The first sign there was trouble in the Super Bowl factory came in January. That's when a bombshell report by ESPN's Seth Wickersham hit.
It was an explosive story. It stated there were rifts between Patriots owner Robert Kraft, coach Bill Belichick and quarterback Tom Brady. It suggested that last season, which ended in a Super Bowl loss to Philadelphia, might be the last one together for the group.
The Patriots forcefully pushed back against the story. The team released a statement denying any tensions between the group, which read in part: "For the past 18 years, the three of us have enjoyed a very good and productive working relationship. In recent days, there have been multiple media reports that have speculated theories that are unsubstantiated, highly exaggerated or flat out inaccurate."
What we have come to understand since is that the story was accurate, or at least mostly so. Wickersham got it right.
When sportscaster Jim Gray this week asked Brady if he felt appreciated by his bosses, Brady gave, for one of the first times ever, a completely transparent response. That wasn't by accident.
"I plead the Fifth," Brady said at the Milken Institute Global Conference. "Man, that is a tough question. Yeah, I mean, they appreciate...I think everybody in general wants to be appreciated more at work."
"There's no people I'd rather play for or be committed to than the team that I've been with for a long time," Brady said.
Few players have mastered the art of saying nothing like Brady. The "plead the Fifth" part was purposeful.
So, what does this all mean?
Not a damn thing.
Whatever the current dispute or division, it means nothing.
The truth is, as one Patriots player told me this week and another former player confirmed, there have been issues—both players called them minor—between Brady and Belichick for at least five years. They just haven't entered the public sphere. Or kept the Patriots from winning their division every year or going to the Super Bowl three of the past four.
The issues Brady and Belichick have are typical for any two people who have had a highly productive relationship but have been around each other as much as they have. The edges are frayed.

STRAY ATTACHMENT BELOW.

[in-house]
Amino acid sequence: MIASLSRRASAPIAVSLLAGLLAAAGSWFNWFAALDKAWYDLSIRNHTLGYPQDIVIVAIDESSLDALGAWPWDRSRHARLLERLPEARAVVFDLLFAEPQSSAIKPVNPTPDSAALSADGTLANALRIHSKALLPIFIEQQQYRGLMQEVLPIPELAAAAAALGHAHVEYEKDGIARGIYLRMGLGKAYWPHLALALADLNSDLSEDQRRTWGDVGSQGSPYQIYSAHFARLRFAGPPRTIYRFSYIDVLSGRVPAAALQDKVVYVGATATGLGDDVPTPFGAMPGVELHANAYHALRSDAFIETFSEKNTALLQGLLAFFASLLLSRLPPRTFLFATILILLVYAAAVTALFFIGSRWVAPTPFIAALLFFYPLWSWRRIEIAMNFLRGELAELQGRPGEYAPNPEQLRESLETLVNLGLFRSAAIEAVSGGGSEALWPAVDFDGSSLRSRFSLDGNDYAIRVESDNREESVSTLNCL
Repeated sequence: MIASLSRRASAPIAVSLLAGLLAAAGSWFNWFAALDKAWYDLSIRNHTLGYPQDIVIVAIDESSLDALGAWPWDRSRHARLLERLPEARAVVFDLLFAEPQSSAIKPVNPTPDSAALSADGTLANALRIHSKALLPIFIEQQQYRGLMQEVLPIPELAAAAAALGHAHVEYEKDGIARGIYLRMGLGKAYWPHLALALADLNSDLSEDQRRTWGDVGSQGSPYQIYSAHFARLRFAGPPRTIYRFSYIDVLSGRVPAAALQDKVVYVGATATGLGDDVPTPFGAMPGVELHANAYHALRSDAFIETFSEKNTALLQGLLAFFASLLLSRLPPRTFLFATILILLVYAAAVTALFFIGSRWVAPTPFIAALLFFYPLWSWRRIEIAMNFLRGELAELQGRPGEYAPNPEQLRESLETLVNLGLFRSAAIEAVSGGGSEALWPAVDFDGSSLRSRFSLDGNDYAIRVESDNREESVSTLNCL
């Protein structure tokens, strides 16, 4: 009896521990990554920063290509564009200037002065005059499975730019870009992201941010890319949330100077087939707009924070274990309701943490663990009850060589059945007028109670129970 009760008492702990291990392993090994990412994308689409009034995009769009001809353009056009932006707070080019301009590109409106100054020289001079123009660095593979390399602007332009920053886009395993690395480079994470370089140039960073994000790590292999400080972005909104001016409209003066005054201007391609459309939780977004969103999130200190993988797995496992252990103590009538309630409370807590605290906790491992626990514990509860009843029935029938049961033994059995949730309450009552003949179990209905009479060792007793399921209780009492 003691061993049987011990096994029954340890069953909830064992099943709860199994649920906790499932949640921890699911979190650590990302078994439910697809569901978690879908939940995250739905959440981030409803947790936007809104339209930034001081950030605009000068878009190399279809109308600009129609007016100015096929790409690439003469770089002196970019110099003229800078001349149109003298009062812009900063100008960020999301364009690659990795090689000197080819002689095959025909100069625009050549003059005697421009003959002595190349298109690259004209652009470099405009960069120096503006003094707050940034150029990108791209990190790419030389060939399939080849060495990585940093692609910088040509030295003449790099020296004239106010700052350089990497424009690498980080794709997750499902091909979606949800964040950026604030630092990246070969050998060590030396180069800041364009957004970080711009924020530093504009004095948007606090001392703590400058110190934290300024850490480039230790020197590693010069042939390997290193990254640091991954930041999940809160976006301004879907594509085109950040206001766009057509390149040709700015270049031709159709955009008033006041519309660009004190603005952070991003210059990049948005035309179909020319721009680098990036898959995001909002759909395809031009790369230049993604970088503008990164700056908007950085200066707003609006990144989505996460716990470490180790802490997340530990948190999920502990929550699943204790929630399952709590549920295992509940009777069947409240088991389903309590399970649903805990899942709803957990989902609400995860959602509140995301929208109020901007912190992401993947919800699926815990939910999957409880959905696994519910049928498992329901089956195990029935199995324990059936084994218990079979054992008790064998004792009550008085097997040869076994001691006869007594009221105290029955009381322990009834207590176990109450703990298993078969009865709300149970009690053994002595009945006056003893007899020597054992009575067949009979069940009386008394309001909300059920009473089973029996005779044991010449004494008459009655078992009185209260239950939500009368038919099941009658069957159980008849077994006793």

Sometimes those types of things escalate, but more often they're just cyclical. Especially when the two depend on each other for continued success.
Could it be that this is the year all of this does matter, and I'm wrong when I say none of it does? Sure, it's always possible. But I doubt it.
There's also the stark difference between how the two men approach life. Brady may seem like a robot, but he's passionate. It's why you often see him screaming and fiery.
Brady still sees himself as that player who was snubbed by the NFL and drafted in the sixth round. It's still his motivation, his warp core. In many ways, Brady, who has played 18 seasons and in eight Super Bowls, is a man who is all heart and emo wrapped in an indestructible shell.
Belichick is the opposite. He's an android. Cold and calculating. This isn't a bad thing. In many ways, it's what a coach should be.
But the emotional quarterback and the man with the positronic brain are bound to irritate each other over time.
And that's what's happening.
Again, though, it means nothing.
They will keep winning the AFC and reaching Super Bowls as long as Brady can still play, and there's little indication he's going to slow down any time soon.
This is hardly the first time a coach and quarterback haven't gotten along. John Elway and coach Dan Reeves despised each other but still went to three Super Bowls together. Terry Bradshaw hated Chuck Noll, and they won four titles.
"I will not talk about him after this interview, OK?" Bradshaw said in the NFL Network's A Football Life: Chuck Noll documentary. "Did I respect him? Of course I did. Like him? No, I didn't like him."
One of the best quotes that applies to Brady-Belichick actually comes from a Cowboys player in the 1970s who was asked to describe the relationship between Tom Landry and Roger Staubach. Landry was a stone-faced Belichick before Belichick.
"Tom punches the computer, calls the play, does everything but hand the ball off," said guard John Niland in 1978. "And Roger is a great lieutenant."
In this case, Belichick is the computer, and Brady is the lieutenant. They are the best duo in NFL history.
And it doesn't matter if they don't always get along.
Mike Freeman covers the NFL for Bleacher Report. Follow him on Twitter: @mikefreemanNFL.